School readiness or readiness to learn?

13 Feb 2024
School readiness or readiness to learn? Image

As we begin to draw deep into the second half of the year, many parents whose children will begin formal schooling next year may be becoming more focused on their children’s skills around literacy and numeracy.  This can create a feeling of panic from parents which translates into pressure on early childhood educators to incorporate more academically minded activities into their program.

As consultants, we often hear that parents are asking educators to encourage their toddlers to do more ‘writing’, and to focus on numbers with the 3-year-olds,. Educators are trying to do this to meet element 6.1.2 ‘Parent views are respected’;  yes, the ‘expertise, values and beliefs of families are respected, and families share in decision-making about their children’s leaning and wellbeing’ but the key word here is ‘share’ (ACECQA, p.262).

Sharing is two-way. Educators have knowledge to share with parents about what is the most effective way to support children’s learning for their age, thereby assisting them to make informed decisions.  Remembering that the first guiding principle of the NQF is ‘The rights and best interests of the child are paramount’ (p.10, ACECQA).  The principle elaborates that rights-based approaches to delivering education and care means understanding children’s rights and implementing practice which reflects them; this includes what is in the curriculum.

As early childhood educators, from our training and work experience, we understand that children learn best through play, including the important 21st century thinking skills of collaboration, creativity, communication, and critical thinking.  Katz (2010) states that ‘we tend to overestimate children academically and underestimate them intellectually’; it is through play that their intellect is developed.  Parental fear of their child ‘falling behind’, ‘not meeting standards’ or maybe even wanting to ensure their child is ahead of the pack, can put pressure on children to perform more academic tasks; tasks that are too abstract for their tender years.

Through play, children engage in intellectual experiences that engage and extend their concentration, they interact with others and learn to negotiate, they overcome obstacles and setbacks through problem solving, they learn respect for and from each other and their knowledge of numeracy and literacy develops in context, in ways that are meaningful for them (Katz, 2010).  The foundation for learning is created through play, which children are intrinsically motivated to do – they are driven to play, they don’t have to be forced or bribed to play.

Peter Gray, author of ‘Free to Learn’ (2018) explains that, children at a young age can begin to learn academic content; however they take longer to do so than when they are older and ‘ready’ to learn.  While they are focused on sitting and focusing for longer, they are missing out on valuable playing time which helps them to learn to self-regulate and build their resilience.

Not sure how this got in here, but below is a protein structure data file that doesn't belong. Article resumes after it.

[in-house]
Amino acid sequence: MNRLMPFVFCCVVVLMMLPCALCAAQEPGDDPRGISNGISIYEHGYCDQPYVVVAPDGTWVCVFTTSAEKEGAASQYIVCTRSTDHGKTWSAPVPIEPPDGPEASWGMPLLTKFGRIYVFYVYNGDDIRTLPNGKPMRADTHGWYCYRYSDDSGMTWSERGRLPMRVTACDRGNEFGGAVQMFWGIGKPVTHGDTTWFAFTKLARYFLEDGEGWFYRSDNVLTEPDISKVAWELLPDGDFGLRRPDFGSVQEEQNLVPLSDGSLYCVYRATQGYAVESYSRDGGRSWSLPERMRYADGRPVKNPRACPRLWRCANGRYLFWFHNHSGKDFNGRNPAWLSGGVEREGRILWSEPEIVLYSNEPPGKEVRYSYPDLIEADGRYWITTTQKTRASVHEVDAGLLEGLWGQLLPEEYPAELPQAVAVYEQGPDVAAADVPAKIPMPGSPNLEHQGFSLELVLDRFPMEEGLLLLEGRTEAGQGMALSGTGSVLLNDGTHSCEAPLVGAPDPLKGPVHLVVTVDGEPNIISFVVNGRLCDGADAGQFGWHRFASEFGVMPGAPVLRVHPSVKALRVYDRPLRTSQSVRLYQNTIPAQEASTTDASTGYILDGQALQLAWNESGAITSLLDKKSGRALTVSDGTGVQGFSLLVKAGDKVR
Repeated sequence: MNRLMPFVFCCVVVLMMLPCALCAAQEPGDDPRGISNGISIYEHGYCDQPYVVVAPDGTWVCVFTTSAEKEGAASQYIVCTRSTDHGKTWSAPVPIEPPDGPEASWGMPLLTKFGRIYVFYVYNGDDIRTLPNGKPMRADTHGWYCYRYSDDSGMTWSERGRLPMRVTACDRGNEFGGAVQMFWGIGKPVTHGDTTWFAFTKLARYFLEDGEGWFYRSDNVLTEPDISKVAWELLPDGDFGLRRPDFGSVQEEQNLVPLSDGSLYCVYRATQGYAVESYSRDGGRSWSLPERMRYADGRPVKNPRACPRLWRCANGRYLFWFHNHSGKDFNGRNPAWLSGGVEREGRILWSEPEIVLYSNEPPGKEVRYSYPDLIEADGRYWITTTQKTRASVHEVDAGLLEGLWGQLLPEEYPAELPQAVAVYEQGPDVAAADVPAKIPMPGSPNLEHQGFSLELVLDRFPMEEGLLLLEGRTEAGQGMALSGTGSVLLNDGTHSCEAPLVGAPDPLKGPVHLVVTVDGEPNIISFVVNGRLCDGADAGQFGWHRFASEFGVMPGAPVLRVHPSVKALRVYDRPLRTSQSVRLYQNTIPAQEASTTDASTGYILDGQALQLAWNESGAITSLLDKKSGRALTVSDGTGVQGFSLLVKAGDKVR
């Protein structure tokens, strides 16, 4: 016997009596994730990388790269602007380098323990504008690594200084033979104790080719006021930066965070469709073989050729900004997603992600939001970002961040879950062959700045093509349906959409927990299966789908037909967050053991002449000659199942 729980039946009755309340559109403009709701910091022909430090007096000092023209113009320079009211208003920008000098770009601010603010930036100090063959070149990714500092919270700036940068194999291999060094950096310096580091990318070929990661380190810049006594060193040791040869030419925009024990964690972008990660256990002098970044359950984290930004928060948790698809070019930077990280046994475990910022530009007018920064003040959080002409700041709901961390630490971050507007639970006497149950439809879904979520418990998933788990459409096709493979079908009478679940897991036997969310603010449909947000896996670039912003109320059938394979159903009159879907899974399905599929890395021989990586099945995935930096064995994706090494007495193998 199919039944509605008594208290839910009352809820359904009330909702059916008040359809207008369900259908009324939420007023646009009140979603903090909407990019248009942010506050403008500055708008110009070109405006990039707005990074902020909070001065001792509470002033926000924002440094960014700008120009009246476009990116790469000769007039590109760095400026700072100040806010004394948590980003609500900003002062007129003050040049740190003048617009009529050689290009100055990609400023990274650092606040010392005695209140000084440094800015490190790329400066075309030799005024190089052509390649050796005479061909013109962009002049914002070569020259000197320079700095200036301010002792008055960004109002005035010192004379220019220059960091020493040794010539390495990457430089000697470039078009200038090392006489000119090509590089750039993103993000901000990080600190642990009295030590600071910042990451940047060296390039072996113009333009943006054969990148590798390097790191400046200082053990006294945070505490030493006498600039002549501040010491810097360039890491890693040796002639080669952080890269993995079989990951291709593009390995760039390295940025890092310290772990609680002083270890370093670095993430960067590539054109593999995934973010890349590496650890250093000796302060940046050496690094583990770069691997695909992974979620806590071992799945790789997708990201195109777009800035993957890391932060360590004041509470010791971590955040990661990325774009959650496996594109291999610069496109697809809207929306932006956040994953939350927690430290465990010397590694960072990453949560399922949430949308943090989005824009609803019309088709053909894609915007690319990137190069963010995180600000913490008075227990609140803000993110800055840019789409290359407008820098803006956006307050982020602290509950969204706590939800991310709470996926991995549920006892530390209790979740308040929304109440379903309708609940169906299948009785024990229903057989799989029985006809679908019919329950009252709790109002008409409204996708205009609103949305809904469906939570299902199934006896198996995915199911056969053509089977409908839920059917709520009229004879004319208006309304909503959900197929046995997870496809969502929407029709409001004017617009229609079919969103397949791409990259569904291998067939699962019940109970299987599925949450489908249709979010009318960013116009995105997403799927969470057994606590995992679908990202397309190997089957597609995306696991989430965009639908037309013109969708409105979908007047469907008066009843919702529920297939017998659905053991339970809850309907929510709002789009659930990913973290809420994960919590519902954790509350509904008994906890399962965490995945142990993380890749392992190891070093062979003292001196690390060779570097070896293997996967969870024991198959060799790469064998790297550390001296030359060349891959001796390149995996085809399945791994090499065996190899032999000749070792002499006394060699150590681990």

In a recent study, based on the assumption that early academic teaching provides children with an academic boost for their future schooling, a program heavy in academic content, with 5.5 hrs of instruction per day, was prepared for 4-year-olds.  This was compared to a control group who experienced a variety of play-based programmes including home environments.  The study, conducted by the Vanderbilt University, collected data from assessments of both groups over a period from kindergarten to 6th grade.

The ‘instruction’ group performed better than the control group on all academic measures at the beginning of kindergarten, but the control group soon caught up and, by third grade, the control group performed better on all academic measures than the ‘instruction’ group. By third grade those in the ‘instruction’ group were significantly more likely to have been diagnosed with a learning disorder and had a higher rate of school rule violations than those in the control group.  By 6th grade, reduced performance on all academic achievement tests, a sharp increase in learning disorders, and much more rule violation and behavioural offenses than occurred in the control group were recorded.

One of the conclusions for this included that what was missing for the ‘instruction’ group was the opportunity so create, socialise, take initiative, figure things out on their own and learn to manage themselves that 4-year-olds do through play.  Time in academic instruction assumes that this is more important than important social and life skills, or that children ‘just know’ how to do this.  It is true that some children learn to read and use numbers earlier but that’s because it was their own decision and linked to their interests, the difference is that it is self-directed learning rather than adult-enforced learning.  These results substantial previous longitudinal studies completed by Carlsson-Paige et. al (2013), High-scope project (1970) and studies in Germany (1970).  In Germany this confirmed the need to reverse the ‘academic’ trend and revert to play-based kindergartens (cited Darling-Hammond & Snyder, 1992). The evidence is there, that play, or no play, has a big impact on young children’s future.


  • Australian Children’s Education and Care Quality Authority.  2020. ‘Guide to the national quality framework’.  Carlsson-Paige, N., McLauglin, G. & Almon, J.  2015. ‘Reading instruction in kindergarten:  little to gain and much to lose’,
  • Alliance for Childhood.   Darling-Hammond, L. & Snyder, J.  1992. “Curriculum studies and the traditions of inquiry: the scientific tradition.” Edited by Philip W Jackson.  Handbook` of Research on Curriculum.  Pp. 41-78.  Katz, L. 2010.  STEM in the early years.
  • University of Illinois at Urbana-Champaign, SEE Papers: Fall.  https://